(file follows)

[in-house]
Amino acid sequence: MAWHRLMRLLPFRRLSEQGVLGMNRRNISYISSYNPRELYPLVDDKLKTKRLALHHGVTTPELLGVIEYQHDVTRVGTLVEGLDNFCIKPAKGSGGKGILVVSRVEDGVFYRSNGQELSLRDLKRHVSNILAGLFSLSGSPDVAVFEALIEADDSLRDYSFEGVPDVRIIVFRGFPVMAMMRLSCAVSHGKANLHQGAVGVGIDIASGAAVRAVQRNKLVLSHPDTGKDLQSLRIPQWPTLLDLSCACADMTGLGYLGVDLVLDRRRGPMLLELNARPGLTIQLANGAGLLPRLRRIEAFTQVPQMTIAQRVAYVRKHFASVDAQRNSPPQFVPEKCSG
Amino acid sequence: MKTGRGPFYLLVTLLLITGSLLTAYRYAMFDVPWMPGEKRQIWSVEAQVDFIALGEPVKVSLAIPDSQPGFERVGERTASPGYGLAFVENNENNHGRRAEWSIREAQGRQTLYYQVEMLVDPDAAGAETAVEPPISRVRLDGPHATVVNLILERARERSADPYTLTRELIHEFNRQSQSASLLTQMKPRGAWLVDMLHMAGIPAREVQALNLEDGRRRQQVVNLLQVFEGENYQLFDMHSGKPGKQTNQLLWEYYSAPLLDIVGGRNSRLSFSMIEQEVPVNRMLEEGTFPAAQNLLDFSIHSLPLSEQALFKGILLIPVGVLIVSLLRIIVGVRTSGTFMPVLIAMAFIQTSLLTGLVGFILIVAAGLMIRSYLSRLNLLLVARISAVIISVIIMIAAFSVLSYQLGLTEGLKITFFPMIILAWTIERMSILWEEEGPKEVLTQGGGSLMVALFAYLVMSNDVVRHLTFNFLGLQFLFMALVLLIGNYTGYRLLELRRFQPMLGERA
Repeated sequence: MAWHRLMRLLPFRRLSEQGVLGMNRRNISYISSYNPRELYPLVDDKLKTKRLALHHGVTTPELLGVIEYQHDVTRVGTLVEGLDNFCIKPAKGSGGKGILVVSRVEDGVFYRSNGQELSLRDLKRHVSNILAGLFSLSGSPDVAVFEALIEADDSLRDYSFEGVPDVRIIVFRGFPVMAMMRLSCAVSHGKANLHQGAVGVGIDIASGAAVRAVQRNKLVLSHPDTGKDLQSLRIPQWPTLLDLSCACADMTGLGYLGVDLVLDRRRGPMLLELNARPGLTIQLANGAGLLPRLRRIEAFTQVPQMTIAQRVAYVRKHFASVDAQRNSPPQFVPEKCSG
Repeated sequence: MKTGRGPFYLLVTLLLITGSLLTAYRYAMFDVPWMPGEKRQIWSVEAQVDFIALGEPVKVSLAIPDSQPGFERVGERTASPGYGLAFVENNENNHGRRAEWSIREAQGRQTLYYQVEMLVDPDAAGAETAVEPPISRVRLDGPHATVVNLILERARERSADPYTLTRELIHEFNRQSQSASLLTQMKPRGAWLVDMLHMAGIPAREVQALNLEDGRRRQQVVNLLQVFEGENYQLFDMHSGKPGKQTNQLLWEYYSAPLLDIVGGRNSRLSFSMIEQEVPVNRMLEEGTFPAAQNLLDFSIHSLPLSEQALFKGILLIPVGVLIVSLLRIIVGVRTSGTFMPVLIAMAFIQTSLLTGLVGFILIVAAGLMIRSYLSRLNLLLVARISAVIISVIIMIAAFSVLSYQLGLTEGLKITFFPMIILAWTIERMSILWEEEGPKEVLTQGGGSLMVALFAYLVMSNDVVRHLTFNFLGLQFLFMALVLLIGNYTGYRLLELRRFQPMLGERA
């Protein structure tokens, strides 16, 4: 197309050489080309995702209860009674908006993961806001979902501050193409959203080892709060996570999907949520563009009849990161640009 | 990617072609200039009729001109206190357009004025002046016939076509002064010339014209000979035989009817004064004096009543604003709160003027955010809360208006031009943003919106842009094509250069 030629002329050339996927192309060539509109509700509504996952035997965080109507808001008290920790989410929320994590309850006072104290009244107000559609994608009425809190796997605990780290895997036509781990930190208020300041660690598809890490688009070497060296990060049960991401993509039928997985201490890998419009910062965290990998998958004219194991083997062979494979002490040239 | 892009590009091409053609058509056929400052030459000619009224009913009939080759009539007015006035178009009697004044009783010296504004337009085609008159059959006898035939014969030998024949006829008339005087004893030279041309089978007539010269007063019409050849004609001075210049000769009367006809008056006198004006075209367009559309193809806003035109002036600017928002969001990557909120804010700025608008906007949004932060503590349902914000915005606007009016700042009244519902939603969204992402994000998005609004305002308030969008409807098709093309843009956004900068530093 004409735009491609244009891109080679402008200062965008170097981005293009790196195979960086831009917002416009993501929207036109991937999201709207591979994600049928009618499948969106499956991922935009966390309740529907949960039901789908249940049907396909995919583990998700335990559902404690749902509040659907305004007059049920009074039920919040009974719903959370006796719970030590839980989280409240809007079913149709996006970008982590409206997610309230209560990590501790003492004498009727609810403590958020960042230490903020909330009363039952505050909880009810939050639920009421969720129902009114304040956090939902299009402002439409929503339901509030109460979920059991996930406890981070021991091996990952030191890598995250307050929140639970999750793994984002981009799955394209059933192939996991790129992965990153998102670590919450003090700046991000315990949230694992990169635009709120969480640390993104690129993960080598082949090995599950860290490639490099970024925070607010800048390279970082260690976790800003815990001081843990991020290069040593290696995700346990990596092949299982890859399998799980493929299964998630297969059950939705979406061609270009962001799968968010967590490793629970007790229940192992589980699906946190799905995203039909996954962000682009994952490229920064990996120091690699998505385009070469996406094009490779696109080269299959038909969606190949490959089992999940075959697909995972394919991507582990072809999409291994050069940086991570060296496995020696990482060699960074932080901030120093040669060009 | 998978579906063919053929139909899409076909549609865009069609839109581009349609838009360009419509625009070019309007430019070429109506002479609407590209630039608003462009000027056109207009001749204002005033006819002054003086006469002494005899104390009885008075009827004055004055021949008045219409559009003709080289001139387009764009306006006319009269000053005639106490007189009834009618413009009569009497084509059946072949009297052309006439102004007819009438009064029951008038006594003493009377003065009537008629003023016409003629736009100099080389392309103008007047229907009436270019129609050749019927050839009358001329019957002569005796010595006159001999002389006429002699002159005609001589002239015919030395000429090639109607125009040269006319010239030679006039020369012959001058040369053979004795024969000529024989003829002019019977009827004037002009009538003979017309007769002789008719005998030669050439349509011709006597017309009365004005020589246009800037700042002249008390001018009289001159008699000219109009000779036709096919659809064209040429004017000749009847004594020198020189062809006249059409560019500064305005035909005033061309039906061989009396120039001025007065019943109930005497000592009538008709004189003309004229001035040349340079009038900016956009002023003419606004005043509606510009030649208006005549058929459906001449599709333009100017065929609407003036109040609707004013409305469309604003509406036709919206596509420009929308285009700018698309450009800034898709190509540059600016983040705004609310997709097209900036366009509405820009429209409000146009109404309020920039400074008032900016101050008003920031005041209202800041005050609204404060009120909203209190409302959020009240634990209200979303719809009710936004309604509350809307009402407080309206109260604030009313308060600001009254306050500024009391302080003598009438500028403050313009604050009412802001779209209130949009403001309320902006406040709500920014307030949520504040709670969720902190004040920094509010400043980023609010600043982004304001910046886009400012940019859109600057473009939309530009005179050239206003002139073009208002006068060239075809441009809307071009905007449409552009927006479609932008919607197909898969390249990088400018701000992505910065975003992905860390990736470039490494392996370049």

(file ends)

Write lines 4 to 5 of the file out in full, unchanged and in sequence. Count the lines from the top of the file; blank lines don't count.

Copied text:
Repeated sequence: MAWHRLMRLLPFRRLSEQGVLGMNRRNISYISSYNPRELYPLVDDKLKTKRLALHHGVTTPELLGVIEYQHDVTRVGTLVEGLDNFCIKPAKGSGGKGILVVSRVEDGVFYRSNGQELSLRDLKRHVSNILAGLFSLSGSPDVAVFEALIEADDSLRDYSFEGVPDVRIIVFRGFPVMAMMRLSCAVSHGKANLHQGAVGVGIDIASGAAVRAVQRNKLVLSHPDTGKDLQSLRIPQWPTLLDLSCACADMTGLGYLGVDLVLDRRRGPMLLELNARPGLTIQLANGAGLLPRLRRIEAFTQVPQMTIAQRVAYVRKHFASVDAQRNSPPQFVPEKCSG
Repeated sequence: MKTGRGPFYLLVTLLLITGSLLTAYRYAMFDVPWMPGEKRQIWSVEAQVDFIALGEPVKVSLAIPDSQPGFERVGERTASPGYGLAFVENNENNHGRRAEWSIREAQGRQTLYYQVEMLVDPDAAGAETAVEPPISRVRLDGPHATVVNLILERARERSADPYTLTRELIHEFNRQSQSASLLTQMKPRGAWLVDMLHMAGIPAREVQALNLEDGRRRQQVVNLLQVFEGENYQLFDMHSGKPGKQTNQLLWEYYSAPLLDIVGGRNSRLSFSMIEQEVPVNRMLEEGTFPAAQNLLDFSIHSLPLSEQALFKGILLIPVGVLIVSLLRIIVGVRTSGTFMPVLIAMAFIQTSLLTGLVGFILIVAAGLMIRSYLSRLNLLLVARISAVIISVIIMIAAFSVLSYQLGLTEGLKITFFPMIILAWTIERMSILWEEEGPKEVLTQGGGSLMVALFAYLVMSNDVVRHLTFNFLGLQFLFMALVLLIGNYTGYRLLELRRFQPMLGERA